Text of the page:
Seriously. Do we spend our entire adult life trying to get over our childhood? Is it just a phase? It seems like those critical childhood years of interacting with others contributes to so much of who we are as adults and if those years were dysfunctional, then all we can do is try to deal later on and not let it define us.
The last several years I have been trying to make sense of my life and with how I was raised. I know that my anxiety is a combination of genetics and behavior I learned from my environment. In my home, there was questioning levels of child abuse. Child Abuse itself is a controversial topic, and is hard to define where and when the line gets crossed. Some cases are very black and white, others are gray. For my older siblings there was more black and white cases I think. For me personally, there was a lot of gray which almost makes it harder because there isn't easy validation for your feelings. There are a lot of questions and doubts and confusion. Whether its classified as abuse or not, I do have memories that are hard to deal with and have resulted in an unfavorable relationship with my Dad. I guess I should say no relationship with my Dad. I grew up having to keep secrets and pretend that everything was happy go lucky when really there was a lot of anger and pain festering. I think it caused me to feel ashamed and not worthy as a person to deal with the humiliation I felt. I am not one to blame all of my problems on "bad parenting" but I think a lot of my self esteem issues have been effected and it deserves some thought and reflection.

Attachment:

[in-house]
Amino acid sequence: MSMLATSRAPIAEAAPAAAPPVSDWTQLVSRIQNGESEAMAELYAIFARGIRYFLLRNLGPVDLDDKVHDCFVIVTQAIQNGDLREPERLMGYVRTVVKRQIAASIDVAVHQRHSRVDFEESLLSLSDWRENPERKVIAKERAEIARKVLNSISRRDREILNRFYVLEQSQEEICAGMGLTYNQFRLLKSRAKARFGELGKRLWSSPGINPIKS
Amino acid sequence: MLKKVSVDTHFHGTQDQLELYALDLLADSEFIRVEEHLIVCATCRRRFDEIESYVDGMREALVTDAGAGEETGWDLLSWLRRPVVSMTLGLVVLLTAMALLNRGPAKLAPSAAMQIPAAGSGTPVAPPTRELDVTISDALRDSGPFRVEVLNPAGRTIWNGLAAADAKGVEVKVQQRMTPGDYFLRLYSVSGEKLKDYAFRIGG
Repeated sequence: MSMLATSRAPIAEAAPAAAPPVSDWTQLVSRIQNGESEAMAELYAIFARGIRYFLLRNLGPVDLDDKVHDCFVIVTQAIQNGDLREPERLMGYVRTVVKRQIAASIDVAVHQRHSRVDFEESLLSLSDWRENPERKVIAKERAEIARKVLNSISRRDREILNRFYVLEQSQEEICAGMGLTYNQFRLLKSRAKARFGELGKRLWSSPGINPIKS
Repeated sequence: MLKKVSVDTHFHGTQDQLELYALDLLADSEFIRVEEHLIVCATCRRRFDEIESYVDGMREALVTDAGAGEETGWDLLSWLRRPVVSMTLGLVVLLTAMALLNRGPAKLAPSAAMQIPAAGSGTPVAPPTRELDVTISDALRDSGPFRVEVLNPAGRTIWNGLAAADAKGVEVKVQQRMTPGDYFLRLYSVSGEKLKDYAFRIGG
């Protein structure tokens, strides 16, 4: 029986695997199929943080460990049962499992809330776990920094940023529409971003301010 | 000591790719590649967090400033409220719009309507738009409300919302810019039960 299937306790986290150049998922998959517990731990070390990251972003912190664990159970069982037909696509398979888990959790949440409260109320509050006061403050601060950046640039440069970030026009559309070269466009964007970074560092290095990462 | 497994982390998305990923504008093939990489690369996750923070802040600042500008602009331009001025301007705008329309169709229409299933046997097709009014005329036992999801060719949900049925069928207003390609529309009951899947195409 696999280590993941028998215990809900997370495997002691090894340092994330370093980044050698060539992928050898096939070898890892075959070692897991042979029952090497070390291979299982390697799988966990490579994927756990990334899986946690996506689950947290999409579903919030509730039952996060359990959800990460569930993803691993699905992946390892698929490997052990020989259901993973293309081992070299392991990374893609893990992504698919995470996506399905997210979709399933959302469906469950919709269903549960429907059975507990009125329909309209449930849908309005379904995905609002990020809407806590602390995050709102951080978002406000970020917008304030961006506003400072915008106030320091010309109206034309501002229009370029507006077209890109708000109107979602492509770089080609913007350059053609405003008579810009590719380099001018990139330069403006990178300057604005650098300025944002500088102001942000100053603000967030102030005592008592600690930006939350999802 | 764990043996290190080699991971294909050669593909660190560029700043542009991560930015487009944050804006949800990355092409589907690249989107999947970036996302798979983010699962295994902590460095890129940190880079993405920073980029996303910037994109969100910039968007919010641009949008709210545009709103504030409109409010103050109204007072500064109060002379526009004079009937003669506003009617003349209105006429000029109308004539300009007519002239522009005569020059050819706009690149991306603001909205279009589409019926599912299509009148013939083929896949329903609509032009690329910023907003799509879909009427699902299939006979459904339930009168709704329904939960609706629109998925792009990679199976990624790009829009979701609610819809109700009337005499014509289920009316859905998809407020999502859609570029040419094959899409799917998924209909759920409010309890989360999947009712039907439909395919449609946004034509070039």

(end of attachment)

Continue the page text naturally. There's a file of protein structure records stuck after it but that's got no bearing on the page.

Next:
"In one long-term study, as many as 80 percent of young adults who had been abused met the diagnostic criteria for at least one psychiatric disorder at age 21. These young adults exhibited many problems, including depression, anxiety, eating disorders, and suicide attempts (Silverman, Reinherz, & Giaconia, 1996). Other psychological and emotional conditions associated with abuse and neglect include panic disorder, dissociative disorders, attention-deficit/hyperactivity disorder, posttraumatic stress disorder, and reactive attachment disorder (Teicher, 2000)."
I still don't know how to deal with it all. I have made huge improvements with my personal self esteem lately, but as for dealing with my parents and keeping the facade that we have a happy normal non dysfunctional family is something I struggle with a lot.
So here's my question: Does anyone else feel that their anxiety is partially a result from their childhood? Otherwise do you feel its something you learned as an adult or is it purely genetics?